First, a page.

tdkd-coverIn August, Alys turned her hand to a different genre, with the release of her steampunk novella, The Dirigible King’s Daughter. Set in an alternative Whitby, this gorgeous story features feisty heroine Harriet, and the utterly charming Charlie, as they face a race against time to clear Harriet’s name, when she’s accused of a rather serious crime. Described by one reviewer as “a tale of romance and peril against the background of the thrilling flights of the dirigibles and escapades on steam-powered omnibuses” it’s “terrific fun and a lovely romance story”.

 

51uc3fcsfslSeptember brought the publication of the third in Sharon Booth’s Kearton Bay series. Once Upon a Long Ago is set in the gorgeous former fishing village and smuggling stronghold of Kearton Bay on the North Yorkshire coast, and, this time, it follows the adventures of stubborn, practical Lexi Bailey, and the sweet-natured, gentle lord of the manor, Will Boden-Kean. Will has been in love with Lexi for many years, but she’s never even noticed. Unfortunately for Will, she quickly notices his rather handsome cousin who arrives in the village when Will’s father passes away. Secrets, lies, hidden treasure, and a hero from the past,  plus a beautiful stately home, and a cute chocolate Labrador called Buttons, all feature in this story, which one reviewer described as “Downton Abbey meets Upstairs Downstairs with a touch of Cluedo!” Another hailed it as “Another super read from the pen of Ms Booth”.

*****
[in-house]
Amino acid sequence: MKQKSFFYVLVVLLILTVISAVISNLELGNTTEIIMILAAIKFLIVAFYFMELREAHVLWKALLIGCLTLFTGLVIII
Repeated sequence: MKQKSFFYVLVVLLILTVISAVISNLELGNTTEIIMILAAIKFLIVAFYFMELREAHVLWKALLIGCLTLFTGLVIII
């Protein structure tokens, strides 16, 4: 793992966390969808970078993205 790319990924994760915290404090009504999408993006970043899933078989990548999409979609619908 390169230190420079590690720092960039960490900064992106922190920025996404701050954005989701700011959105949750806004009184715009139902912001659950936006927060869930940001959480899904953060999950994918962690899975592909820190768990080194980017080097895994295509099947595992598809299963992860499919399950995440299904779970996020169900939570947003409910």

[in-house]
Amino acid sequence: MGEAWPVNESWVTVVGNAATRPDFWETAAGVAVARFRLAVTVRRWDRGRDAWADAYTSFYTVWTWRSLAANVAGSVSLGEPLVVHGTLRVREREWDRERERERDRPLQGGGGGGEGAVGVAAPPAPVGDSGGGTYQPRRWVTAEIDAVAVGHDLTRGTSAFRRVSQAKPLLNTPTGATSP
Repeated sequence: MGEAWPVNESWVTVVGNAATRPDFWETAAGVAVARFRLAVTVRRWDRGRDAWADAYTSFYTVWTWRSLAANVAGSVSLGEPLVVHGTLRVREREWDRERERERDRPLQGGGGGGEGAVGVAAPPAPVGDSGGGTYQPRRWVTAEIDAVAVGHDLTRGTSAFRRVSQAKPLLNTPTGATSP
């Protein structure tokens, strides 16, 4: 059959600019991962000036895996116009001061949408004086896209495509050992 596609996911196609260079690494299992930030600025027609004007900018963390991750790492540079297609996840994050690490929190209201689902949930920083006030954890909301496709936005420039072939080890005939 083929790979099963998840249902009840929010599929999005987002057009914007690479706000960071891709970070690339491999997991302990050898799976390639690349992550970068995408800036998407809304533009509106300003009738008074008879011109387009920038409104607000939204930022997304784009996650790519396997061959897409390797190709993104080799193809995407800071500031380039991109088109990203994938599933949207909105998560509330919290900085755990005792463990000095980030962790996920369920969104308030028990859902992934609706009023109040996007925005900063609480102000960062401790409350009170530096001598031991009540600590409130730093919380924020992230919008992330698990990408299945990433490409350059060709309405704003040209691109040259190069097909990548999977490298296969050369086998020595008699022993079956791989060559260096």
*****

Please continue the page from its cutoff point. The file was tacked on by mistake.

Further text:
baxter-ebook-coverOctober saw the release of not one, but two new books – both feel-good novellas, and just 99p each. The first was Sharon Booth’s Baxter’s Christmas Wish. Starring Baxter, the boisterous Boxer dog, it’s a tale of love, home, and second chances. As one reviewer put it, “This is a lovely, warm and fuzzy love story with a wonderful dog and a little boy who adores him at the heart of it”.

 

gmyad-ebook-new-version-finalJo Bartlett’s October offering was the lovely Give Me Your Answer Do. Set on a farm overlooking the English Channel, and featuring lots of cake, weddings, and the world’s naughtiest donkey, it would be difficult to find anything not to love about this story! The reviewer who wrote “a completely charming read which is as enjoyable as a slice of Ellie’s Mum’s Victoria Sponge cake” clearly agrees.

 

a-holly-bay-christmas-ebook-cover-v2Finally, November brought our last release of the year – Jo Bartlett’s Christmas novella, A Holly Bay Christmas. Another Fabrian feel-good book, priced at just 99p, this tells the story of Maddie, who runs a combined bookshop and tearooms in the Cornish village of Holly Bay. Maddie is completely devoted to her business, but when a handsome stranger arrives in the village, she finds herself drawn to him. But Ben has a secret, and when Maddie founds out what it is, it looks as if her budding Christmas romance is over before it really began. But, after all, it is Christmas…A Holly Bay Christmas became a best-seller just days after its release!

 

So that’s our round-up of this year’s Fabrian releases. But we’re not just looking back. Oh, no! We’re also looking forward to a glorious 2017. We’ll have new books from all your favourite Fabrian authors, but we’ll also be welcoming new authors into the fold, and releasing their amazing stories into the world. We’re very excited about them, and we’re sure you’re going to love them, too!

In the meantime, we’d like to thank you all for supporting Fabrian Books, and to tell you how much we appreciate all you lovely people who have bought, read and maybe even reviewed our stories. We’d like to wish you all a very merry Christmas, and a happy New Year.